"Anything that lessens tensions in the region is welcome," Khaled Almaeena, editor in chief of the Saudi Gazette, told The Guardian newspaper. "We were all on tenterhooks. We are concerned about the environment and our security."
Meanwhile, Iraq - a Shiite-majority nation that fought a long war with Iran in the 1980s - praised the interim agreement.
"Thedeal between Iran and the six international powers is seen as a majorstep for the region's security and stability," Prime Minister Nourial-Maliki said Sunday. "Iraq supports this step and we are ready tooffer help to ensure its completion."
Palestinian PresidentMahmoud Abbas' spokesman Nabil Abu Rdaineh said it sent an importantmessage to Israel, "to realize that peace is the only choice in theMiddle East." He also said Palestinians want "a Middle East that is freeof nuclear weapons". Israel refuses to say whether it has a nucleararsenal.
An official government statement from Syria praised thedeal. Syrian dictator Bashar Assad is being helped with Iranian arms andfighters to put down a rebellion against Sunnis Muslims, who make upthe majority in Syria.
"Syria believes the agreement is a signthat political solutions to crisis in the region are the best wayforward for securing peace and stability in the region, not foreignintervention or use of force," the state news agency SANA reported.
Someanalysts expressed a hope that the deal represents a real chance forrapprochement after three decades of estrangement with the West.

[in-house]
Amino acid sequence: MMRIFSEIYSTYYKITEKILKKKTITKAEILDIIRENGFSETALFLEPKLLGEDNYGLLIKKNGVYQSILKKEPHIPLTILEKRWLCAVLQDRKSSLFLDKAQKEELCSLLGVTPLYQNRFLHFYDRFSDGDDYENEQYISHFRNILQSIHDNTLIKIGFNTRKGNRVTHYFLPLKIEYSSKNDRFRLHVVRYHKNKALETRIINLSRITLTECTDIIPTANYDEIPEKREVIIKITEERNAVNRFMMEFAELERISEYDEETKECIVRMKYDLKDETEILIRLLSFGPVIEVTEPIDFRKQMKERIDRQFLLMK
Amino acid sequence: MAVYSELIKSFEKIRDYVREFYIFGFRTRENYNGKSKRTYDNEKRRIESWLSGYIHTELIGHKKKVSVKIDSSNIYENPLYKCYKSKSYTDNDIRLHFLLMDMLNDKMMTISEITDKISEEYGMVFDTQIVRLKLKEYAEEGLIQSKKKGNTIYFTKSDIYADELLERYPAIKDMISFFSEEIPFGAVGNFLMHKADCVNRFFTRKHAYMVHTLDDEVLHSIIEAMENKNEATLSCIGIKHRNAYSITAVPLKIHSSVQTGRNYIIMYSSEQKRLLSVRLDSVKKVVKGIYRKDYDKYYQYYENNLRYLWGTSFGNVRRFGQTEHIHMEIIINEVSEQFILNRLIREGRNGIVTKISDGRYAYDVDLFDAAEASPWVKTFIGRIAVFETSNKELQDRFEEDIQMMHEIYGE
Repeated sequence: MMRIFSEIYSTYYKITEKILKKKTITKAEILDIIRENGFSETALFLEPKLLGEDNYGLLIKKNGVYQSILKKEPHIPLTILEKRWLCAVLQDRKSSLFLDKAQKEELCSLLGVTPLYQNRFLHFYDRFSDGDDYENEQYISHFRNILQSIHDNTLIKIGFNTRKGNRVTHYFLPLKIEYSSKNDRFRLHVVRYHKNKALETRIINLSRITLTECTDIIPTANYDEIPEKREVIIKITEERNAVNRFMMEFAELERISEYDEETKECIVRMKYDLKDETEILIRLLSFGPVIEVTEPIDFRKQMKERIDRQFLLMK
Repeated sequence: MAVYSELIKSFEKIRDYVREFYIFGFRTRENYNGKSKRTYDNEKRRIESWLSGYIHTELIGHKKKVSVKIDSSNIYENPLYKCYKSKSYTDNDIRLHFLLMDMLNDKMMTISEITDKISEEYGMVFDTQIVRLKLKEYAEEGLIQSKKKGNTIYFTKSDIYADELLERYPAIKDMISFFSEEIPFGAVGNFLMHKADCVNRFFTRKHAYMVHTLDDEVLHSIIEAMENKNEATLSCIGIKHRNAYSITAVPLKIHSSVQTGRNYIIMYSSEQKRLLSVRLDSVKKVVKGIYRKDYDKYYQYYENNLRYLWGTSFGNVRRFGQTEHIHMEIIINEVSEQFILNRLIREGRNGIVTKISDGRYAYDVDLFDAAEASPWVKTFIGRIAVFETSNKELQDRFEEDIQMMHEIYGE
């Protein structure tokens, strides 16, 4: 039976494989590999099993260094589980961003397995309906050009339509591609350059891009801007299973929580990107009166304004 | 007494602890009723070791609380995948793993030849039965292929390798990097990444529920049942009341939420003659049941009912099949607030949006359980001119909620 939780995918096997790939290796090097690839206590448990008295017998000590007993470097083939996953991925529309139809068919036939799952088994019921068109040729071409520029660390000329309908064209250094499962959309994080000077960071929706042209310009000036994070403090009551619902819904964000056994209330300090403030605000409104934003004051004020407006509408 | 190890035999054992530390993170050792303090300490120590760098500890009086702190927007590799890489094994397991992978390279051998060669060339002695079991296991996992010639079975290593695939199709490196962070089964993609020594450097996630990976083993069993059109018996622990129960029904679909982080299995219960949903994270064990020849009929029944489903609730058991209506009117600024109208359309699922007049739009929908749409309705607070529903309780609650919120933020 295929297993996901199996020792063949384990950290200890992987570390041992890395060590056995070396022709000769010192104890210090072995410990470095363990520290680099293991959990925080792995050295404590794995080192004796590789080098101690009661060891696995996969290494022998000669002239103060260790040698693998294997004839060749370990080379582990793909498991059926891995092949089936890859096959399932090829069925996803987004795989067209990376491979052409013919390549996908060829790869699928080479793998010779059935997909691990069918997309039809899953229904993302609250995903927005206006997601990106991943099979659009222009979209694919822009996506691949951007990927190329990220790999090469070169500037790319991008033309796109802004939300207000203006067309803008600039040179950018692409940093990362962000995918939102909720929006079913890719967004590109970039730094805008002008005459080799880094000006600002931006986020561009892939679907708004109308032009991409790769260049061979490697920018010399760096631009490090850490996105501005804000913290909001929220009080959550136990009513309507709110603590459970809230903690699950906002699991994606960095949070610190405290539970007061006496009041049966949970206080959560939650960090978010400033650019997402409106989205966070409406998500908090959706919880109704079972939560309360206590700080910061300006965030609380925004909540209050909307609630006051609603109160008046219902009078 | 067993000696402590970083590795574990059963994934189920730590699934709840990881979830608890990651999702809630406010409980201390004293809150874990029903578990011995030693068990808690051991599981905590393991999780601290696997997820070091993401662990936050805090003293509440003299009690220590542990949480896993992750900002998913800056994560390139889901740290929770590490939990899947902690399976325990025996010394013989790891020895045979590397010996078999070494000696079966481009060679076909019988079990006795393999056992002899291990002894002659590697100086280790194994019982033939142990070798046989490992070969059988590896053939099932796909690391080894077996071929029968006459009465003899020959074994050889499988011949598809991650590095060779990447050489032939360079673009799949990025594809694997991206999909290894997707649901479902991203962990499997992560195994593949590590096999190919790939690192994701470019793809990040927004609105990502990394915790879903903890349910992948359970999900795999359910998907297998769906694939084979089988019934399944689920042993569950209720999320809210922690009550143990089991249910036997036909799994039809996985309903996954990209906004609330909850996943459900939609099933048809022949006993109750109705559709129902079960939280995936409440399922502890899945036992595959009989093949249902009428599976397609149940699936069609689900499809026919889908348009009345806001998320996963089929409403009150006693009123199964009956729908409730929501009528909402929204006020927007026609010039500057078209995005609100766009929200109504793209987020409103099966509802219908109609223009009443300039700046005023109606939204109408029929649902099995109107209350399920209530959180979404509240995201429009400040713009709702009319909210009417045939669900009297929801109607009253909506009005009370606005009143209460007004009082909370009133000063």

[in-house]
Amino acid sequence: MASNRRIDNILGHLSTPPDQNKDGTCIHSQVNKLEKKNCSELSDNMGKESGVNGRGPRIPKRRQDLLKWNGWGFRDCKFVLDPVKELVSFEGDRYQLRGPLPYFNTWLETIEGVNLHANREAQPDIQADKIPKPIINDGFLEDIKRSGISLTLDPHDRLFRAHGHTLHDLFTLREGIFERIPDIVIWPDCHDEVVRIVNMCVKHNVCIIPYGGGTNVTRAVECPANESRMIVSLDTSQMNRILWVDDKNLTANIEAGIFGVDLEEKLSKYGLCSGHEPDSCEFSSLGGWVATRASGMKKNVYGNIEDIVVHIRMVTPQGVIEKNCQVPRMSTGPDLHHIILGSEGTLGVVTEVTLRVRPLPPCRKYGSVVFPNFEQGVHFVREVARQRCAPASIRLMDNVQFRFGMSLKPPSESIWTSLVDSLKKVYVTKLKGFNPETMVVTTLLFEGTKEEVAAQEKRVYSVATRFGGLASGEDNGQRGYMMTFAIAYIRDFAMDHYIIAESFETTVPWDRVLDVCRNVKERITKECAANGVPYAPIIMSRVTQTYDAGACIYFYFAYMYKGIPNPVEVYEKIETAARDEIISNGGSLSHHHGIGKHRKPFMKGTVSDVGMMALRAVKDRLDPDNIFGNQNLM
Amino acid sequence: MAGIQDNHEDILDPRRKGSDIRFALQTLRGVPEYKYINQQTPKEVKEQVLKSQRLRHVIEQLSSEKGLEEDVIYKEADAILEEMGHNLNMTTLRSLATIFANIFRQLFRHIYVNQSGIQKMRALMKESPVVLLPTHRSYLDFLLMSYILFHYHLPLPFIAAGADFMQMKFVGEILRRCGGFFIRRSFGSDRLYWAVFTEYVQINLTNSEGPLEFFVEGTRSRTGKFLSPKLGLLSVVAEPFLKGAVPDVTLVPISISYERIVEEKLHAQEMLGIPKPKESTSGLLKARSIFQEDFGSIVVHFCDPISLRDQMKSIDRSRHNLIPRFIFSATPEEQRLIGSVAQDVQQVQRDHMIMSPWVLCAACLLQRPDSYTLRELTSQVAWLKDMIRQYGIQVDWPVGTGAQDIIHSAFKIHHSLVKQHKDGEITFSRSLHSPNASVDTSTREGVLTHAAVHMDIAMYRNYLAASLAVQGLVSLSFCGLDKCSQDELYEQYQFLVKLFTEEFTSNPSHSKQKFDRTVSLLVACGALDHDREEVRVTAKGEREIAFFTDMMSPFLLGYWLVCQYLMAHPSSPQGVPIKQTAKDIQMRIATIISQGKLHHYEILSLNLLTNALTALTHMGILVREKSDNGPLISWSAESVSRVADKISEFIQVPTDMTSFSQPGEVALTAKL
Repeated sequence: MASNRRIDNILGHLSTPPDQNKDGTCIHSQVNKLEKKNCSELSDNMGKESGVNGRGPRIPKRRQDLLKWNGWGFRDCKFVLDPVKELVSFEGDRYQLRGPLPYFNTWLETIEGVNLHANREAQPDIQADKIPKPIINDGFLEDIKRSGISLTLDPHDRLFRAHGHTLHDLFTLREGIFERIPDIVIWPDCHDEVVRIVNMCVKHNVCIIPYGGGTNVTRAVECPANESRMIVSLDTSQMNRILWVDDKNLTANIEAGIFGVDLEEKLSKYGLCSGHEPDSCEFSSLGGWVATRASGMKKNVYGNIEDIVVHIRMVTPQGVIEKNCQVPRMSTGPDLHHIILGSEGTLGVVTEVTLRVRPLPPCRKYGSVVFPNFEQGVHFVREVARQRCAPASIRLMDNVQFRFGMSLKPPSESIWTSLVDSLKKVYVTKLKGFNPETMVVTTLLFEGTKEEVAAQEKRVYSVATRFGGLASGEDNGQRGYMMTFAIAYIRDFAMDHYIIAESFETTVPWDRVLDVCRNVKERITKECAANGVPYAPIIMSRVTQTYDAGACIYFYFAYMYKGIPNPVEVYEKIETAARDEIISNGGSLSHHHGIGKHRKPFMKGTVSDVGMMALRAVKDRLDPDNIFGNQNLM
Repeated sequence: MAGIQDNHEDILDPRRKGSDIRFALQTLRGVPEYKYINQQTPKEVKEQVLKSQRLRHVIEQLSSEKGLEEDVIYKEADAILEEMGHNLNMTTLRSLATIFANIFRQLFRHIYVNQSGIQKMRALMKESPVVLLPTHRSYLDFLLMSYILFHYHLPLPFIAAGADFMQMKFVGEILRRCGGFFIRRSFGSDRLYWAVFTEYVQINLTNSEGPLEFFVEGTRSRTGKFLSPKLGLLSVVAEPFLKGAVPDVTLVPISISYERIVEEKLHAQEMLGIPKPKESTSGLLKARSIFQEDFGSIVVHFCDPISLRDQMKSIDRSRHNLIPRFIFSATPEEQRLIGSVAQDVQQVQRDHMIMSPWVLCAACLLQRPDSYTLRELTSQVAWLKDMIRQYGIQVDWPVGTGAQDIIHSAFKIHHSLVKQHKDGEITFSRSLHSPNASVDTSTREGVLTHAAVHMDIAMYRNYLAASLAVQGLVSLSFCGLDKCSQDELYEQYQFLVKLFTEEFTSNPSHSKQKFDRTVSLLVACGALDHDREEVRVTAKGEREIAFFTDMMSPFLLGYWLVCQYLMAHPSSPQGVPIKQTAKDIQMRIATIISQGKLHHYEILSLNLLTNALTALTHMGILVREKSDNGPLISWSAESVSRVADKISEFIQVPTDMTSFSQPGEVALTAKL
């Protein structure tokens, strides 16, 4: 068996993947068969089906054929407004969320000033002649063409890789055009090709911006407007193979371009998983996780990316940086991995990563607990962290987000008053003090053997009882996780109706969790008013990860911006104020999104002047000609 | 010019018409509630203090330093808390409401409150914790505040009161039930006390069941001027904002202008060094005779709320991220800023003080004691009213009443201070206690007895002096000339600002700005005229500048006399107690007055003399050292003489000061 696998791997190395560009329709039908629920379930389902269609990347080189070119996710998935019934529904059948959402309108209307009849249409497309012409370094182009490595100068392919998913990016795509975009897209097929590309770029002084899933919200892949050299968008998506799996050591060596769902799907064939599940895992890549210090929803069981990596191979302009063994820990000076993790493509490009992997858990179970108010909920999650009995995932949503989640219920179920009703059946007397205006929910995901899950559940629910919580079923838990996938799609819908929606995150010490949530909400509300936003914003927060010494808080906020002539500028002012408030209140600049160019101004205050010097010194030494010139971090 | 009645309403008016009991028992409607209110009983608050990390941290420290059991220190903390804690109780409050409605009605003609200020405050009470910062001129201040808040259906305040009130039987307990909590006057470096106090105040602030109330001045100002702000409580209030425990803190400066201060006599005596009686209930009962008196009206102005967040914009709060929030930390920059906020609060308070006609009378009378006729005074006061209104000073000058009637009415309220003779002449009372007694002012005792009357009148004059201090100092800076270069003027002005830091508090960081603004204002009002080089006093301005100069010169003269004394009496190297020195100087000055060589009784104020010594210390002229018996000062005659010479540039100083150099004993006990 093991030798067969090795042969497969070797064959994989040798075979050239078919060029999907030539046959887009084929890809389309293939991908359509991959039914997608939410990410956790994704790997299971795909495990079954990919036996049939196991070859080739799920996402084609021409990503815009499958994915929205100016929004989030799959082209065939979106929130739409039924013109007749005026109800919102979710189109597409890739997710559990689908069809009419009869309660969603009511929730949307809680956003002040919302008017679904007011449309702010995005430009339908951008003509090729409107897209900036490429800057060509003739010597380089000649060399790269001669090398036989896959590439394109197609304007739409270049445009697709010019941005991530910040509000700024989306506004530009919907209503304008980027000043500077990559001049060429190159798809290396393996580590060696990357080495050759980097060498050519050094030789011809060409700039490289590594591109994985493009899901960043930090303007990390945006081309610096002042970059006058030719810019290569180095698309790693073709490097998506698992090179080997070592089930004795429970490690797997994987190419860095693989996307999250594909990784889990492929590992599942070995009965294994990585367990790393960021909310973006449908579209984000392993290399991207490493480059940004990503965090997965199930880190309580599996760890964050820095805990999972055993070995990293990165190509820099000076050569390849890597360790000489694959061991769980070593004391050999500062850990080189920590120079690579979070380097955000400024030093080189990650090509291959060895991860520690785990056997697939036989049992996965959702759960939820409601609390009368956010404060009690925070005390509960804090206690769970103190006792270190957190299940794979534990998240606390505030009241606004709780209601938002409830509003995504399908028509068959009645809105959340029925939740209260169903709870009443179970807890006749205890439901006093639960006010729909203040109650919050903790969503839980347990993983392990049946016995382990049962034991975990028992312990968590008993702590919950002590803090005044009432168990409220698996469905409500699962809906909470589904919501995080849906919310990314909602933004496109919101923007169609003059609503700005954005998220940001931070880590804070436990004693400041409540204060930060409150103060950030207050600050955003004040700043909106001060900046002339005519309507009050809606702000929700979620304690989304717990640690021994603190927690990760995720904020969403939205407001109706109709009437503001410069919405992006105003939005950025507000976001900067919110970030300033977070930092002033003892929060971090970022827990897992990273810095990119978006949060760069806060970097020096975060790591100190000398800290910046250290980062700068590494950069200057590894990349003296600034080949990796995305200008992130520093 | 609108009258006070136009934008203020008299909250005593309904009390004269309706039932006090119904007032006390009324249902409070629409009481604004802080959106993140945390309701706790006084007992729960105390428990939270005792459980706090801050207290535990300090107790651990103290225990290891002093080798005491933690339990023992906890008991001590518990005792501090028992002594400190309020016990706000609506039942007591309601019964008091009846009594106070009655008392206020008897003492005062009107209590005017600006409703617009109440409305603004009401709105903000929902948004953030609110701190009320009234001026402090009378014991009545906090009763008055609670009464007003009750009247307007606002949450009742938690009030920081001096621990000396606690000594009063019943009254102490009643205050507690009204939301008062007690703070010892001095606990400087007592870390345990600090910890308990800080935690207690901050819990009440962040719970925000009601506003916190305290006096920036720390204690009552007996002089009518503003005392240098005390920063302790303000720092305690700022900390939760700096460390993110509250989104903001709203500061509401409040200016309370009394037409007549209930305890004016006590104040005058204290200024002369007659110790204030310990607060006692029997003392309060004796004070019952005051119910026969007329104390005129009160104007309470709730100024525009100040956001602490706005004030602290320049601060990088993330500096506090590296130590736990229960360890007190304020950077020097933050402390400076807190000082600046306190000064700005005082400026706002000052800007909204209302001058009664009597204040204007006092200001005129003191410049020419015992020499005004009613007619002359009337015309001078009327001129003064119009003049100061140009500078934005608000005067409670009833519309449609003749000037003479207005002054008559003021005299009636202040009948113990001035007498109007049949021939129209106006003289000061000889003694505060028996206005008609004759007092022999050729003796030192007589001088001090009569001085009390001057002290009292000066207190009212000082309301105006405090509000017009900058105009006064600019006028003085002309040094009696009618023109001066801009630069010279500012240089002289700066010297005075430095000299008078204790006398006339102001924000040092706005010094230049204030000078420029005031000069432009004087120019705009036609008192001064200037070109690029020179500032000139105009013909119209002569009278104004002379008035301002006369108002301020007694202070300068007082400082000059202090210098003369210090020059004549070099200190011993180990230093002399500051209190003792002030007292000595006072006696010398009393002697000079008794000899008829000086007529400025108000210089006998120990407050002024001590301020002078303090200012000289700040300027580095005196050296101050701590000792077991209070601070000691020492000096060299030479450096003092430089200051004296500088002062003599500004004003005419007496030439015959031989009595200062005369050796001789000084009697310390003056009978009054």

"Potentially,this is a great opportunity for both sides - Iran and the U.S. - toreduce the rhetoric and try to work together by removing some sanctionsas long as Iran fulfills its side of the bargain," said Yossi Mekelberg,an analyst at the London-based think-tank Chatham House and programdirector for international relations at Regent's University in London.
Buthe was skeptical of those who believe the deal shows Iranian PresidentHassan Rouhani is becoming a "beacon of love for the U.S."
The editor of Al-Arabiya,Abd Al-Rahman Al-Rashed, anticipated the deal being made and wrote overthe weekend that letting Iran remain a nuclear power will prompt othercountries to do the same.
"From a theoretical, political andmilitary perspective, Saudi Arabia will have to protect itself from theIranian regime's nuclear program either with a nuclear weapon or viaagreements that will maintain the regional balance of power and protectSaudi Arabia and the Gulf states," he said. "Logically, SaudiArabia will have to do so, especially since there is a long history ofaggression orchestrated by Tehran against Riyadh."
MarwanBishara, senior political analyst at Al Jazeera, which is owned by thegovernment of the Gulf state of Qatar, said the Saudis are most alarmedby the potential U.S.-Iran detente and the rise of an unrestrained Iranon the Middle East stage.
"Further Saudi-Iranian antagonism will lead to major sectarian escalation with incalculable price for the region," he said.
BREAKDOWN: How the Iran deal was done
Contributing: Michele Chabin in Jerusalem